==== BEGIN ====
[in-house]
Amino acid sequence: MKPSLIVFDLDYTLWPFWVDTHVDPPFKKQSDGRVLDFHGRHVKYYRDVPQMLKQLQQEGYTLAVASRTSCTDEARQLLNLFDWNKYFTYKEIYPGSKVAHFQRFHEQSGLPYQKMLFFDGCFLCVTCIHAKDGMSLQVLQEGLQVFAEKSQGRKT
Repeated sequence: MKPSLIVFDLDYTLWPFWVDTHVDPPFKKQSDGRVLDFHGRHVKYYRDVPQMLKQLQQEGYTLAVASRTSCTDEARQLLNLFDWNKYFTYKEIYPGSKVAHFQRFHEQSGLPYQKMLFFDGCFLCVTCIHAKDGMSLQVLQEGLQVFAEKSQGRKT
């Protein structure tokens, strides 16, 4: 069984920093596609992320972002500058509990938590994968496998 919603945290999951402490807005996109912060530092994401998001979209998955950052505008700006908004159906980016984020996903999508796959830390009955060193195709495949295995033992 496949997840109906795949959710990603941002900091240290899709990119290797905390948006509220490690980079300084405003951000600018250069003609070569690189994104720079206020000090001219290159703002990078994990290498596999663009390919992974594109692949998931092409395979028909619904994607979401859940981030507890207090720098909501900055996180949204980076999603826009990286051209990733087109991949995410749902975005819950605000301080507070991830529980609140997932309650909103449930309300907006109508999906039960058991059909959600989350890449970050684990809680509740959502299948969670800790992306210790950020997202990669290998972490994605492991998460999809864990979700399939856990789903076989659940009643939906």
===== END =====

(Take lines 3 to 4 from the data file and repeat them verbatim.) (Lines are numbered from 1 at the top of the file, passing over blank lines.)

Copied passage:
Repeated sequence: MKPSLIVFDLDYTLWPFWVDTHVDPPFKKQSDGRVLDFHGRHVKYYRDVPQMLKQLQQEGYTLAVASRTSCTDEARQLLNLFDWNKYFTYKEIYPGSKVAHFQRFHEQSGLPYQKMLFFDGCFLCVTCIHAKDGMSLQVLQEGLQVFAEKSQGRKT
């Protein structure tokens, strides 16, 4: 069984920093596609992320972002500058509990938590994968496998 919603945290999951402490807005996109912060530092994401998001979209998955950052505008700006908004159906980016984020996903999508796959830390009955060193195709495949295995033992 496949997840109906795949959710990603941002900091240290899709990119290797905390948006509220490690980079300084405003951000600018250069003609070569690189994104720079206020000090001219290159703002990078994990290498596999663009390919992974594109692949998931092409395979028909619904994607979401859940981030507890207090720098909501900055996180949204980076999603826009990286051209990733087109991949995410749902975005819950605000301080507070991830529980609140997932309650909103449930309300907006109508999906039960058991059909959600989350890449970050684990809680509740959502299948969670800790992306210790950020997202990669290998972490994605492991998460999809864990979700399939856990789903076989659940009643939906």